* MSCI World index down 0.7 pct, European index down 1.4 pct
* Thursday's sharp sell-off on Wall Street takes global toll
* Safe-haven dollar, bonds trade near break-even
(Adds opening of U.S. markets, byline, dateline; previous
By Herbert Lash
NEW YORK, April 11 Global equity markets fell on
Friday as fears on Wall Street about over-stretched stock
valuations spread to Asia and Europe, even as Wall Street staged
a modest comeback and safe-haven bonds and the dollar traded
The Nasdaq composite, which has been pounded in recent days
as investors bailed out of high-flying technology and
biotechnology shares, traded near break-even. The Nasdaq on
Thursday recorded its biggest drop in two-and-a-half years. The
benchmark S&P 500 index also pared losses on Friday to trade
The Nasdaq biotech index, after falling more than 20
percent from a recent high, rose 1.6 percent.
A benchmark of global equities fell to a two-week low,
spurred by a broad risk-averse tenor among investors that led to
sell-offs in higher-yielding currencies and emerging market
"There's been contagion from the correction in the U.S.
which is probably not over. But the fact is, this is mostly a
U.S. correction," said David Thebault, head of quantitative
sales trading at Global Equities in Paris.
"People are getting out of overvalued sectors and looking
for bargains elsewhere. The market's positive longer-term trend
is still intact, this pull-back will just remove the froth," he
The slide in global equities persisted in the wake of
disappointing quarterly results from JPMorgan Chase & Co.
, the biggest U.S. bank. This exerted more pressure on
the benchmark Standard & Poor's 500 index, which on
Thursday suffered its biggest one-day drop in two months.
Shares of JPMorgan sank 3.1 percent to $55.63, and the S&P
financial index lost 0.4 percent and was the worst
performing S&P sector.
Benchmark 10-year Treasuries notes pared gains
to trade flat to slightly lower, after earlier trading 4/32
higher in price yield 2.614 percent,
"This equity market meltdown has brought a 'fear' bid into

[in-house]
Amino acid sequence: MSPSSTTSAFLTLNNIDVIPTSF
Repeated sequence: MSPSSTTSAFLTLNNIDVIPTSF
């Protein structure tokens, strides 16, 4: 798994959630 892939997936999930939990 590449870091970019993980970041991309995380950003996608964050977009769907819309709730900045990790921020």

bonds," said Larry Milstein, head of government and agency
trading at R.W. Pressprich & Co. in New York.
MSCI's all-country world equity index fell
to lows last seen in late March and was last trading down 0.7
European technology stocks led sectoral falls with a
2.5 percent decline, echoing U.S. declines. The tech sector in
Europe had rallied more 40 percent since November 2012 through
the start of April.
The pan-European FTSEurofirst 300 of leading
regional shares fell 1.4 percent to 1,312.61.
On Wall Street, the Dow Jones industrial average fell
33.72 points or 0.21 percent, to 16,136.5. The S&P 500
lost 0.55 points, or 0.03 percent, to 1,832.53 and the Nasdaq
Composite added 6.998 points, or 0.17 percent, to
The dollar index, which measures the greenback against six
major currencies, rose 0.12 percent, and the dollar edged higher
against the yen, up 0.15 percent. The euro rose slightly against
"Bad news for the world is good news for the dollar," said
Steven Englander, managing director and global head of G10 FX
strategy at CitiFX in New York. "Once fears about the equity
market intensified, they picked up a more conventional type of
mode to buy the dollar."
Brent oil futures gained slightly. Brent crude was
up 27 cents at $107.73 a barrel. U.S. oil was up 61 cents
at $104.01 a barrel.
(Reporting by Herbert Lash; Additional reporting by Atul
Prakash in London; Editing by Leslie Adler)